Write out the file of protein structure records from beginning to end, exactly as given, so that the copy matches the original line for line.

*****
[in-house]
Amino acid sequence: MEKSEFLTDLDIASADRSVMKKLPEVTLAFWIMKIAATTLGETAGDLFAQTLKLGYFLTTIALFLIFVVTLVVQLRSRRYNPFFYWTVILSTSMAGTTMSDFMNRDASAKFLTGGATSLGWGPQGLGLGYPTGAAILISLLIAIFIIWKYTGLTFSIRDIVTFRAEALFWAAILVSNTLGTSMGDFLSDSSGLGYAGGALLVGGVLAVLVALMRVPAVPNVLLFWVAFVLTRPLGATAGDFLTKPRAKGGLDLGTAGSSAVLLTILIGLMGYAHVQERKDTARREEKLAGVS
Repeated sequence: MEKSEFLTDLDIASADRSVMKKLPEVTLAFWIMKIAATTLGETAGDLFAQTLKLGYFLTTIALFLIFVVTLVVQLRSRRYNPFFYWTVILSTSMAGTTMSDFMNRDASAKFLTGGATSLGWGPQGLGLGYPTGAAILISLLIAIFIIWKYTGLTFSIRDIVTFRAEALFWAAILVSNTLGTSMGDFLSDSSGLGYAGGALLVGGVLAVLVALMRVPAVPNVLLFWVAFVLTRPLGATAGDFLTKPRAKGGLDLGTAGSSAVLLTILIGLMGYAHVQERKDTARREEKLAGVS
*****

[in-house]
Amino acid sequence: MEKSEFLTDLDIASADRSVMKKLPEVTLAFWIMKIAATTLGETAGDLFAQTLKLGYFLTTIALFLIFVVTLVVQLRSRRYNPFFYWTVILSTSMAGTTMSDFMNRDASAKFLTGGATSLGWGPQGLGLGYPTGAAILISLLIAIFIIWKYTGLTFSIRDIVTFRAEALFWAAILVSNTLGTSMGDFLSDSSGLGYAGGALLVGGVLAVLVALMRVPAVPNVLLFWVAFVLTRPLGATAGDFLTKPRAKGGLDLGTAGSSAVLLTILIGLMGYAHVQERKDTARREEKLAGVS
Repeated sequence: MEKSEFLTDLDIASADRSVMKKLPEVTLAFWIMKIAATTLGETAGDLFAQTLKLGYFLTTIALFLIFVVTLVVQLRSRRYNPFFYWTVILSTSMAGTTMSDFMNRDASAKFLTGGATSLGWGPQGLGLGYPTGAAILISLLIAIFIIWKYTGLTFSIRDIVTFRAEALFWAAILVSNTLGTSMGDFLSDSSGLGYAGGALLVGGVLAVLVALMRVPAVPNVLLFWVAFVLTRPLGATAGDFLTKPRAKGGLDLGTAGSSAVLLTILIGLMGYAHVQERKDTARREEKLAGVS